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ZPL-O-Rama Part 5: Postscript

software hardware web programming zpl-o-rama
End product Please disregard the poor camera placement or the labels, it has since been fixed. Thinking Back, It Was All So Simple Now we have the system up and running, let’s talk random obstacles and next steps. This is something of an epilogue to the saga, as it’s a list of small things that accrued while working on the project. Networks are slow and the dual tier service thing is bad, actually I initially chose to run a service on the Nginx server that then called to a service running on the RPi.
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ZPL-O-Rama Part 4: The Hardware

hardware web programming zpl-o-rama
Hardware The RPi The Raspberry Pi is a (I think) Pi 3 with Wifi I found in the garage with a cheap clear acrylic case. It might have been a RetroPie rig in a prior life? Or one I was “gonna get around to” doing something with and finally did? Then for this project I bought a Raspberry Pi camera and a small acrylic case for it, too. The Printer The printer is a hefty boi, a Zebra something or other.
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ZPL-O-Rama Part 3: Software

software web programming zpl-o-rama
Running the software Frontend server The frontend has three responsibilities: Display information Perform access control (don’t let strangers on the internet print out jobs) Forward appropriate calls to the backend I’m using Go’s base templates for dynamic content, the Echo framework for the webapp endpoints, and plain old bare bones modern javascripto for the scripting stuff with no polyfills, no build environments, no minifiers, and boy does it feel good.
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ZPL-O-Rama Part 2: Concepts and Architecture

software hardware web programming zpl-o-rama
Problem Space To automate the process of printing and reporting back a ZPL payload, we need: A way to get the ZPL from the user A way to send the ZPL to a printer A way to take a picture A way to send it back to the user A way to get the ZPL from the user A web service makes sense here. We want an API or a frontend (or both) to send the ZPL along and check its printing status.
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ZPL-O-Rama Part 1: A personal/work project (Introduction)

software hardware web programming zpl-o-rama
Introduction In my spare time on weekends in between errands and mornings before everyone wakes up, I’ve been working on a little project I’ve been having a lot of fun with: ZPL-O-Rama. The Problem A large part of my employer’s line of business is creating shipping labels, and a large number of those aren’t simply printed images, but printed on very high volume, heavy duty, industrial grade printers using a proprietary language called ZPL.
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The Shanling Q1 Media Player

hardware music
Introduction A while ago I was bored with the Mechanical Keyboard rabbit hole and started looking into other, equally strange rabbit holes to dive into. At around the same time I hit my iPod Classic’s 160GB limit. I’m not yet ready to hack it up to have bigger storage: I plan to keep it in working “original” condition as it may find a better home in the future with some collector who is better at soldering than I.
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SFTP is still around and that's OK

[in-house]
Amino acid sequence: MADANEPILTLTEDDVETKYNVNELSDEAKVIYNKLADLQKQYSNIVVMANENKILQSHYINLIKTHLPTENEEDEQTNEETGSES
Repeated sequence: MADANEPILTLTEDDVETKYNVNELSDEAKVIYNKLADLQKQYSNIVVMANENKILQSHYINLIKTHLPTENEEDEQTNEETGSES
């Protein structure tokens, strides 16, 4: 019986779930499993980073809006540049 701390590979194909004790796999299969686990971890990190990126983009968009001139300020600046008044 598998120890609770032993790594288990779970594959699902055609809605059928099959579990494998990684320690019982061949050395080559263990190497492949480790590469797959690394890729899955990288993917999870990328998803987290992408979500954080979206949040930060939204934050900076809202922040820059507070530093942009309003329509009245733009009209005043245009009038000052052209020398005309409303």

programming internet
So it’s 2021 and about the entirety of my job is integrating third party systems with internal ones, which then reach out to other third-party services. A lot of stuff uses SFTP still. In this day and age anything not on HTTP seems barbaric, but SFTP does have its advantages. SFTP is format agnostic This goes for HTTP as well, but you need to correctly set headers, and there’s a constant, incessant push for change for change’s sake.
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You Don't Need to Make That Temporary File, Dude

python programming
This was initially a blog post I wrote on my employer’s internal system, but it’s interestingly useful and it doesn’t contain any trade secrets so I figure I’ll share. A common pattern that seems obvious when you need to shuttle data around in file form is to use a temporary file against the filesystem using the tempfile module. You very seldom ACTUALLY need to do this. The BytesIO class follows the exact same protocol, the file protocol, so any API that accepts a “file-like object” will accept an in-memory piece of information in addition to a file on disk.
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Trying out Rectangle

mac
I’ve been using the Rectangle window manager for mac for the last couple of weeks and it’s been the most helpful thing since Mission Control (and setting up a hot corner to activate it). I’ve tried to use full tiling managers before but I’ve found it difficult because 1) Irregularly sized window totally mess up the flow, 2) I am so used to the WIMP paradigm, including moving windows around so I have only been semi-functional with and 3) really weird shortcuts I have to memorize.
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The 2020s and the Post-Office World

work life
I moved to the Bay Area 6 years ago after stubbornly refusing to for over a decade before because I wanted to be in the middle of the world of software. 2020 made some of that luster wear off. Our office closed at the end of March, 2020, for what was scheduled to be 2 months, which eventually stretched out into over 6 months, until finally we were told to clean off our desks by Thanksgiving as we were permanently remote.